Written by John Mayberry
Who can argue with the current trend of smaller carbon footprints, green packaging, and energy efficiency?
What a colossal waste of time, effort, and money. “Going Green” is the last thing we should be doing right now.
Something bizarre is going on we’re culturally loathing to admit- a trend driven by guilt, despair, depression, and paranoia. It’s a lemming like rush to the acceptance of mediocrity.
Mediocrity as a virtue?
It’s almost as if the Borg were attacking and we’ve decided to capitulate rather than fight. I don’t believe for a moment that resistance is futile against this mistakenly woeful Green Revolution.
Yet right now we’re stuck in the middle of a conundrum; an unhappy intersection of marketing prowess, Me Generation greed, economic leverage from oversea competitors, and an unhelpful dose of our own stupidity. We must compete our way out of it, not dig our holes even deeper.
I saw my first green audio product the other day. Yeech. Instead of touting its technical merits the press release rambled on about how the packaging was 43% smaller and could more easily recycled. A boring little spit of a product was in the box, but who cares if its carbon footprint is smaller? Are we now playing to the crowd or to the customer?
And why in the world should Americans cut down on packaging? Exporting trash is America’s single largest export! It’s bigger than corn or coal right now- look it up.
In the old days it was the biggest house, fastest car, loudest sound system, or the most sparkling jewel. These days it’s degenerated into something far more sinister. Remember the two buses on the Sex Pistols disc going to Nowhere and Boredom? That’s where the Green crowd wants to take us- and on mass transportation no less.
With apologies to the Renaissance Faire crowd, your world is boring and is not the solution to this malaise. As fascinating as it is to see unshaven Luddites prance about in the dirt with pointed shoes whilst strumming a lyre, let’s just say it’s a fork in the road I’m glad you went down and not me. Yet you have the microphone right now, as they say. And I mean to take it away from you.
The First Lord of Green Boredom in my book is Al Gore, a man who practices something entirely different than what he preaches. His message of apocalyptic environmentalism may have delivered him a Nobel Prize, but if I may I’d like to whisper an opposing message into your ear as well,
“Our industry does not sell boring very well. Never has, and never will. We sell excitement, movement, and energy. We sell new and different- spectacular events if it all comes together properly. I doubt the Rolled Stones would have quite the attraction of the Rolling Stones, for instance….”
Do Toyota hybrids sell well in Abu Dhabi? Hell no. Ferraris do. I suppose that’s why they’re building Ferrariland there instead of here. Can you imagine the conniption fits our Greenies would convulse in had they even proposed putting a Ferrariland in Southern California? The best we can hope for a Prius based ride in Legoland.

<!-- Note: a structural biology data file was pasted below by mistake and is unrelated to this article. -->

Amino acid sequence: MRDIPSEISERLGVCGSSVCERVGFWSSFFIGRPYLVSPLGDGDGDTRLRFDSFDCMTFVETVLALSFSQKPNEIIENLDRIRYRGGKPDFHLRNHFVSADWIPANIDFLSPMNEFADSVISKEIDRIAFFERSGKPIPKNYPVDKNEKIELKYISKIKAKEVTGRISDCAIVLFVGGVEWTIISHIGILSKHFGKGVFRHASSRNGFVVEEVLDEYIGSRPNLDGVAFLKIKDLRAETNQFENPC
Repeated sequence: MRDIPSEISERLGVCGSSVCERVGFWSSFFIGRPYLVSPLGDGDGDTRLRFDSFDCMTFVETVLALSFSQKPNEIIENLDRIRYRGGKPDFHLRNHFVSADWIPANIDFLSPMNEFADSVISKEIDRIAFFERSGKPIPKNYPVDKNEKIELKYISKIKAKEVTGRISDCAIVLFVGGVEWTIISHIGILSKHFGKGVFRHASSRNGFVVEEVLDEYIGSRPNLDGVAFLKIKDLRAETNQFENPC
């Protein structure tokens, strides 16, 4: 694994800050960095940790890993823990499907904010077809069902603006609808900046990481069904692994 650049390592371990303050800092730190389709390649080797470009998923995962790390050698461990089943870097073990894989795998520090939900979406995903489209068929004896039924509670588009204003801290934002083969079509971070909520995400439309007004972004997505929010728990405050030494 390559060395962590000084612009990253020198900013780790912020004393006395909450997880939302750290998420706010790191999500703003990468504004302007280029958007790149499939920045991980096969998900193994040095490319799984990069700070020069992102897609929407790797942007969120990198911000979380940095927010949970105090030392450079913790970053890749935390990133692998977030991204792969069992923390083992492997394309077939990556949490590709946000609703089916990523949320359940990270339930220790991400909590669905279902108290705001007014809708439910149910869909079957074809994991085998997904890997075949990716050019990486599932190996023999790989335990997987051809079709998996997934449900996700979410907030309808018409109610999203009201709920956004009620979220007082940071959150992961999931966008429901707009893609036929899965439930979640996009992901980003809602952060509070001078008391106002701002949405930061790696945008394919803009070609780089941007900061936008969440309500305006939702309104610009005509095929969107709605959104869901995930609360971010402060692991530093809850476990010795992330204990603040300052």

The Toyota Prius is sold in over 40 countries, yet over sixty percent of their sales have been in the U.S. Ever wonder why? Is it high fuel costs here compared to Europe? Stylish design? High performance (30 HP less than Toyota’s own Yaris)? Low maintenance or insurance costs?
No, it’s because we’re supposed to feel better driving a boring car that’s acceptable to the Green crowd, even if we’re not quite sure where those 600,000 nickel metal hydride batteries are going to get dumped. Perhaps they should try Yucca Mountain- it’s not be used for anything right now anyway. Suffice to say the same crowd that predicts Armageddon from cow flatulence yet gives the battery disposal issues a complete pass.
They even gave the first 85,000 hybrid owners access to the car pool lane in California without any passengers. How that helped unclog the freeways I’m not quite sure. It seems the OPEC boys found a much more efficient technique in my opinion.
The only way out of this mess is with bigger and better technology, not going backwards and accepting lower performance as we pine for the good old days. Our best and brightest engineers should be racing ahead to build the latest and greatest, not wasting their time bragging about the various merits of cardboard packaging and telling us to make do with less performance. They should be building nuclear and fusion reactors, high capacity energy storage, more efficient transportation, and better communication systems.
We got it. Digital consoles, integrated wild tracks, DSP processing, switched power supplies, and line arrays have been very good to this industry. So what’s next, and when do we get it? I want our manufacturers to rigorously go through the entire system concept from start to finish and make the whole thing much better! That is what we need to prosper in the long term. The dreamers, technologists, engineers, and builders that will shape our new reality must be given their chance.
Try an experiment for me. Go up to your head salesperson and tell them you want them to only sell systems that don’t perform well but they are made from eco-friendly low carbon footprint materials. The audience won’t hear anything, but who really cares anyway? I have a pretty good idea where your salesperson’s footprint will be planted on you after that request. It does sound kind of stupid when it hits home, doesn’t it? It’s not different for any other industry.
Going Green may be a very quick way to make your accounting go red and your future black. Paraphrasing Churchill, this may not be the beginning of the end of the Green Revolution. But perhaps it is the end of the beginning. I hope we’re at a point where the platitudes and positioning end and meaningful innovation begins.
Thank goodness for that. Now flip this chlorinated and Kraft pulped (a fascinating industrial process dependent on gas turbine engines, by the way) page on to the next article.